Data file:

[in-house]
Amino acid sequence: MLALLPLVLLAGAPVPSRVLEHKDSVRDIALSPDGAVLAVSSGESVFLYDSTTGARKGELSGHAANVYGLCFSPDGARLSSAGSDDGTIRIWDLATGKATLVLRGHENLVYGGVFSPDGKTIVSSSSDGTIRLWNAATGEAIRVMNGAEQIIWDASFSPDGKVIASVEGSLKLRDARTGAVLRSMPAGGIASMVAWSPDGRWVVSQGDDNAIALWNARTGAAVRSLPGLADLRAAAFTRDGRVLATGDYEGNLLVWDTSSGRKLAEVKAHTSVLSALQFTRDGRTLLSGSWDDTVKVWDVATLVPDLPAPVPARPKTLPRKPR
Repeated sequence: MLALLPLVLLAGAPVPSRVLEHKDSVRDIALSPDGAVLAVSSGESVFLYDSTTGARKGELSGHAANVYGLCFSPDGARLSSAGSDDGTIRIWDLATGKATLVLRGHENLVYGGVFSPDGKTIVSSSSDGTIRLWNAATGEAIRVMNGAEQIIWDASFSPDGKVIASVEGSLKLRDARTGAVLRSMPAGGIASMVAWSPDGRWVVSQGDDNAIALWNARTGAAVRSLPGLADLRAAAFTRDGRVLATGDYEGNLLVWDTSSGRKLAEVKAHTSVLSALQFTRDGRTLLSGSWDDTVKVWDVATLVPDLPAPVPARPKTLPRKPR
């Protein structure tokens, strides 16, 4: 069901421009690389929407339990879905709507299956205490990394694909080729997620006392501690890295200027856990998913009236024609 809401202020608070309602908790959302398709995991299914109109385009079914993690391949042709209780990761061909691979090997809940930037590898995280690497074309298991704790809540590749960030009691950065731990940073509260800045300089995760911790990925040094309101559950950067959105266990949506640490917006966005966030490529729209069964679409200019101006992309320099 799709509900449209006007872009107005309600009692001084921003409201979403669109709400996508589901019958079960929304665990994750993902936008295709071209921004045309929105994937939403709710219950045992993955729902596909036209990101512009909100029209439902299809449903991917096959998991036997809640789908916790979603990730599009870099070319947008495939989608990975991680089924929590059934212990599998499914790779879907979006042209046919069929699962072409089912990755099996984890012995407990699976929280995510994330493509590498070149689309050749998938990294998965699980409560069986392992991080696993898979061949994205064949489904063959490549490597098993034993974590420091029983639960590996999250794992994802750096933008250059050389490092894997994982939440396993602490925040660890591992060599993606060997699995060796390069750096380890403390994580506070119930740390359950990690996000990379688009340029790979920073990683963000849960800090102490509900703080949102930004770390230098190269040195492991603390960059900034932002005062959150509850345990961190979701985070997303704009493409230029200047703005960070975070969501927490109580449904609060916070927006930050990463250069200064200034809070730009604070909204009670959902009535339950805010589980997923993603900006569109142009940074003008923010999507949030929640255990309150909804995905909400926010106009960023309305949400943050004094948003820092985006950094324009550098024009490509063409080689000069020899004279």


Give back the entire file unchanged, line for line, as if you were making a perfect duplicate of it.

[in-house]
Amino acid sequence: MLALLPLVLLAGAPVPSRVLEHKDSVRDIALSPDGAVLAVSSGESVFLYDSTTGARKGELSGHAANVYGLCFSPDGARLSSAGSDDGTIRIWDLATGKATLVLRGHENLVYGGVFSPDGKTIVSSSSDGTIRLWNAATGEAIRVMNGAEQIIWDASFSPDGKVIASVEGSLKLRDARTGAVLRSMPAGGIASMVAWSPDGRWVVSQGDDNAIALWNARTGAAVRSLPGLADLRAAAFTRDGRVLATGDYEGNLLVWDTSSGRKLAEVKAHTSVLSALQFTRDGRTLLSGSWDDTVKVWDVATLVPDLPAPVPARPKTLPRKPR
Repeated sequence: MLALLPLVLLAGAPVPSRVLEHKDSVRDIALSPDGAVLAVSSGESVFLYDSTTGARKGELSGHAANVYGLCFSPDGARLSSAGSDDGTIRIWDLATGKATLVLRGHENLVYGGVFSPDGKTIVSSSSDGTIRLWNAATGEAIRVMNGAEQIIWDASFSPDGKVIASVEGSLKLRDARTGAVLRSMPAGGIASMVAWSPDGRWVVSQGDDNAIALWNARTGAAVRSLPGLADLRAAAFTRDGRVLATGDYEGNLLVWDTSSGRKLAEVKAHTSVLSALQFTRDGRTLLSGSWDDTVKVWDVATLVPDLPAPVPARPKTLPRKPR
């Protein structure tokens, strides 16, 4: 069901421009690389929407339990879905709507299956205490990394694909080729997620006392501690890295200027856990998913009236024609 809401202020608070309602908790959302398709995991299914109109385009079914993690391949042709209780990761061909691979090997809940930037590898995280690497074309298991704790809540590749960030009691950065731990940073509260800045300089995760911790990925040094309101559950950067959105266990949506640490917006966005966030490529729209069964679409200019101006992309320099 799709509900449209006007872009107005309600009692001084921003409201979403669109709400996508589901019958079960929304665990994750993902936008295709071209921004045309929105994937939403709710219950045992993955729902596909036209990101512009909100029209439902299809449903991917096959998991036997809640789908916790979603990730599009870099070319947008495939989608990975991680089924929590059934212990599998499914790779879907979006042209046919069929699962072409089912990755099996984890012995407990699976929280995510994330493509590498070149689309050749998938990294998965699980409560069986392992991080696993898979061949994205064949489904063959490549490597098993034993974590420091029983639960590996999250794992994802750096933008250059050389490092894997994982939440396993602490925040660890591992060599993606060997699995060796390069750096380890403390994580506070119930740390359950990690996000990379688009340029790979920073990683963000849960800090102490509900703080949102930004770390230098190269040195492991603390960059900034932002005062959150509850345990961190979701985070997303704009493409230029200047703005960070975070969501927490109580449904609060916070927006930050990463250069200064200034809070730009604070909204009670959902009535339950805010589980997923993603900006569109142009940074003008923010999507949030929640255990309150909804995905909400926010106009960023309305949400943050004094948003820092985006950094324009550098024009490509063409080689000069020899004279």